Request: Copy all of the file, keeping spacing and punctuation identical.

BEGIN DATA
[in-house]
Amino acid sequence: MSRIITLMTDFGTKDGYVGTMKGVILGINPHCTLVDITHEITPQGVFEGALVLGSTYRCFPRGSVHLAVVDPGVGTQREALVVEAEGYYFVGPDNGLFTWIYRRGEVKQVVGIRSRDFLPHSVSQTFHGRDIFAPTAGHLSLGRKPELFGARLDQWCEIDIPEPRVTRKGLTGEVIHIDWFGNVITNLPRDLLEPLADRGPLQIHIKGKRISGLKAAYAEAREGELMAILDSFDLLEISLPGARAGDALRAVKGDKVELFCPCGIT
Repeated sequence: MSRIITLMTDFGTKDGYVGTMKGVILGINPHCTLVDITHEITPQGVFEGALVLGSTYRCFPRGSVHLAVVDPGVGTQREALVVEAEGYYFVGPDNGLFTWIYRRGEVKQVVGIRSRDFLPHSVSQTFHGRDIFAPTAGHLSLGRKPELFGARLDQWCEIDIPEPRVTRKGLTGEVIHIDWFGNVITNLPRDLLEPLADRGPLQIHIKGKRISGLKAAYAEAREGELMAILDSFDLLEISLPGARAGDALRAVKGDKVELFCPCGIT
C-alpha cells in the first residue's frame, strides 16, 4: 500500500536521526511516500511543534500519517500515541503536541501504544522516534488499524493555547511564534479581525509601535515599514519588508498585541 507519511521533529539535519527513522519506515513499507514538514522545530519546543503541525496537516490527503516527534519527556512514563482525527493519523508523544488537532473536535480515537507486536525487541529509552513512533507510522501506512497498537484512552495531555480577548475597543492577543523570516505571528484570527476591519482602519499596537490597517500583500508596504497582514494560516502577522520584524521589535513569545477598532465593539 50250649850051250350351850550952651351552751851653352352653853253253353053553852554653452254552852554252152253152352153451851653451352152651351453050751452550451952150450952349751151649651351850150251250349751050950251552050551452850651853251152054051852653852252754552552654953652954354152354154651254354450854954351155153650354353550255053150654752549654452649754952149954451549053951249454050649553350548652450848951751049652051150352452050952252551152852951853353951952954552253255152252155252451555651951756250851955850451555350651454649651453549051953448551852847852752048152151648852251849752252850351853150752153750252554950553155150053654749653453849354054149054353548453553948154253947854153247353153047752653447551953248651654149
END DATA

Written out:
[in-house]
Amino acid sequence: MSRIITLMTDFGTKDGYVGTMKGVILGINPHCTLVDITHEITPQGVFEGALVLGSTYRCFPRGSVHLAVVDPGVGTQREALVVEAEGYYFVGPDNGLFTWIYRRGEVKQVVGIRSRDFLPHSVSQTFHGRDIFAPTAGHLSLGRKPELFGARLDQWCEIDIPEPRVTRKGLTGEVIHIDWFGNVITNLPRDLLEPLADRGPLQIHIKGKRISGLKAAYAEAREGELMAILDSFDLLEISLPGARAGDALRAVKGDKVELFCPCGIT
Repeated sequence: MSRIITLMTDFGTKDGYVGTMKGVILGINPHCTLVDITHEITPQGVFEGALVLGSTYRCFPRGSVHLAVVDPGVGTQREALVVEAEGYYFVGPDNGLFTWIYRRGEVKQVVGIRSRDFLPHSVSQTFHGRDIFAPTAGHLSLGRKPELFGARLDQWCEIDIPEPRVTRKGLTGEVIHIDWFGNVITNLPRDLLEPLADRGPLQIHIKGKRISGLKAAYAEAREGELMAILDSFDLLEISLPGARAGDALRAVKGDKVELFCPCGIT
C-alpha cells in the first residue's frame, strides 16, 4: 500500500536521526511516500511543534500519517500515541503536541501504544522516534488499524493555547511564534479581525509601535515599514519588508498585541 507519511521533529539535519527513522519506515513499507514538514522545530519546543503541525496537516490527503516527534519527556512514563482525527493519523508523544488537532473536535480515537507486536525487541529509552513512533507510522501506512497498537484512552495531555480577548475597543492577543523570516505571528484570527476591519482602519499596537490597517500583500508596504497582514494560516502577522520584524521589535513569545477598532465593539 50250649850051250350351850550952651351552751851653352352653853253253353053553852554653452254552852554252152253152352153451851653451352152651351453050751452550451952150450952349751151649651351850150251250349751050950251552050551452850651853251152054051852653852252754552552654953652954354152354154651254354450854954351155153650354353550255053150654752549654452649754952149954451549053951249454050649553350548652450848951751049652051150352452050952252551152852951853353951952954552253255152252155252451555651951756250851955850451555350651454649651453549051953448551852847852752048152151648852251849752252850351853150752153750252554950553155150053654749653453849354054149054353548453553948154253947854153247353153047752653447551953248651654149